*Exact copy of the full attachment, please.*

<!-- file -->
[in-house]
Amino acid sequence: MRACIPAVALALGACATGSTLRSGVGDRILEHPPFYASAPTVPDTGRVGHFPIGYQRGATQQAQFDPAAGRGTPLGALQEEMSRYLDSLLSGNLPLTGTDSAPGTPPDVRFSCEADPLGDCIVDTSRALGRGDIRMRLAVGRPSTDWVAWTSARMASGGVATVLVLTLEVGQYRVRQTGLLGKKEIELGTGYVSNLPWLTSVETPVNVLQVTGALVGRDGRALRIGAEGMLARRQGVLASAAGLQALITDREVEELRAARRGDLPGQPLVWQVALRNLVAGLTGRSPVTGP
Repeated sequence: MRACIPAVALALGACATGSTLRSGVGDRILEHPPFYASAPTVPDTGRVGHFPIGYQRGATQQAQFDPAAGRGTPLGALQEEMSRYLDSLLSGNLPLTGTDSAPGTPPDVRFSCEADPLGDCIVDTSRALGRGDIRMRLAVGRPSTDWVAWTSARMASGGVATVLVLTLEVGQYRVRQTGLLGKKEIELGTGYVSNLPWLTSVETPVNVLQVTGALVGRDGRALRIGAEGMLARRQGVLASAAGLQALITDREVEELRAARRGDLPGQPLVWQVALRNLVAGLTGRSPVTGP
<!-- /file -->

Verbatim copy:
[in-house]
Amino acid sequence: MRACIPAVALALGACATGSTLRSGVGDRILEHPPFYASAPTVPDTGRVGHFPIGYQRGATQQAQFDPAAGRGTPLGALQEEMSRYLDSLLSGNLPLTGTDSAPGTPPDVRFSCEADPLGDCIVDTSRALGRGDIRMRLAVGRPSTDWVAWTSARMASGGVATVLVLTLEVGQYRVRQTGLLGKKEIELGTGYVSNLPWLTSVETPVNVLQVTGALVGRDGRALRIGAEGMLARRQGVLASAAGLQALITDREVEELRAARRGDLPGQPLVWQVALRNLVAGLTGRSPVTGP
Repeated sequence: MRACIPAVALALGACATGSTLRSGVGDRILEHPPFYASAPTVPDTGRVGHFPIGYQRGATQQAQFDPAAGRGTPLGALQEEMSRYLDSLLSGNLPLTGTDSAPGTPPDVRFSCEADPLGDCIVDTSRALGRGDIRMRLAVGRPSTDWVAWTSARMASGGVATVLVLTLEVGQYRVRQTGLLGKKEIELGTGYVSNLPWLTSVETPVNVLQVTGALVGRDGRALRIGAEGMLARRQGVLASAAGLQALITDREVEELRAARRGDLPGQPLVWQVALRNLVAGLTGRSPVTGP